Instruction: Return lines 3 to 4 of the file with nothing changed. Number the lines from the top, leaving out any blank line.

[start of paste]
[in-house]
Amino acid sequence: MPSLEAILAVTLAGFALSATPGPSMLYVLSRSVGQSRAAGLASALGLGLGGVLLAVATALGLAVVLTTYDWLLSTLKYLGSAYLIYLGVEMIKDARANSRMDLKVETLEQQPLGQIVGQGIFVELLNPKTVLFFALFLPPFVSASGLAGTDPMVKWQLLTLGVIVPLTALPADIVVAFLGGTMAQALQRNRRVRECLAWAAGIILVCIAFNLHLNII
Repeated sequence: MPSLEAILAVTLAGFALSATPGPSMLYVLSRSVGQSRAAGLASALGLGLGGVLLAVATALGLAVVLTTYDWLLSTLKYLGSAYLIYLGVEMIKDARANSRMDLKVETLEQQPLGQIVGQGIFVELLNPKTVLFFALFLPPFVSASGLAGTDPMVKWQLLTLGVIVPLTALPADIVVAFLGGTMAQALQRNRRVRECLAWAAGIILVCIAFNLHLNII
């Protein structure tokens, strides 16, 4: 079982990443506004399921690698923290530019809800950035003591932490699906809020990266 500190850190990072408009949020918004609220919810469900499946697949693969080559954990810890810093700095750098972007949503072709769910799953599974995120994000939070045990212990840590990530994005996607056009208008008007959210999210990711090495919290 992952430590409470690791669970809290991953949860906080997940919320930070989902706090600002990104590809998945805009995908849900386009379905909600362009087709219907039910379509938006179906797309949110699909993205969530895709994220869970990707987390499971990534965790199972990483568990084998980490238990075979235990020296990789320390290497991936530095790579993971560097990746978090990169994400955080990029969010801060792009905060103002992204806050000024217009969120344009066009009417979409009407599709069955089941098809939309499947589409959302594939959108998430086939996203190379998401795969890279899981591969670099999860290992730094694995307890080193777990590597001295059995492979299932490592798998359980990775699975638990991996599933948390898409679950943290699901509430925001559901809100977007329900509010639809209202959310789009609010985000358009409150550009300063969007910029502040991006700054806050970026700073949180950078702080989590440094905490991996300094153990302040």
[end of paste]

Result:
Repeated sequence: MPSLEAILAVTLAGFALSATPGPSMLYVLSRSVGQSRAAGLASALGLGLGGVLLAVATALGLAVVLTTYDWLLSTLKYLGSAYLIYLGVEMIKDARANSRMDLKVETLEQQPLGQIVGQGIFVELLNPKTVLFFALFLPPFVSASGLAGTDPMVKWQLLTLGVIVPLTALPADIVVAFLGGTMAQALQRNRRVRECLAWAAGIILVCIAFNLHLNII
């Protein structure tokens, strides 16, 4: 079982990443506004399921690698923290530019809800950035003591932490699906809020990266 500190850190990072408009949020918004609220919810469900499946697949693969080559954990810890810093700095750098972007949503072709769910799953599974995120994000939070045990212990840590990530994005996607056009208008008007959210999210990711090495919290 992952430590409470690791669970809290991953949860906080997940919320930070989902706090600002990104590809998945805009995908849900386009379905909600362009087709219907039910379509938006179906797309949110699909993205969530895709994220869970990707987390499971990534965790199972990483568990084998980490238990075979235990020296990789320390290497991936530095790579993971560097990746978090990169994400955080990029969010801060792009905060103002992204806050000024217009969120344009066009009417979409009407599709069955089941098809939309499947589409959302594939959108998430086939996203190379998401795969890279899981591969670099999860290992730094694995307890080193777990590597001295059995492979299932490592798998359980990775699975638990991996599933948390898409679950943290699901509430925001559901809100977007329900509010639809209202959310789009609010985000358009409150550009300063969007910029502040991006700054806050970026700073949180950078702080989590440094905490991996300094153990302040």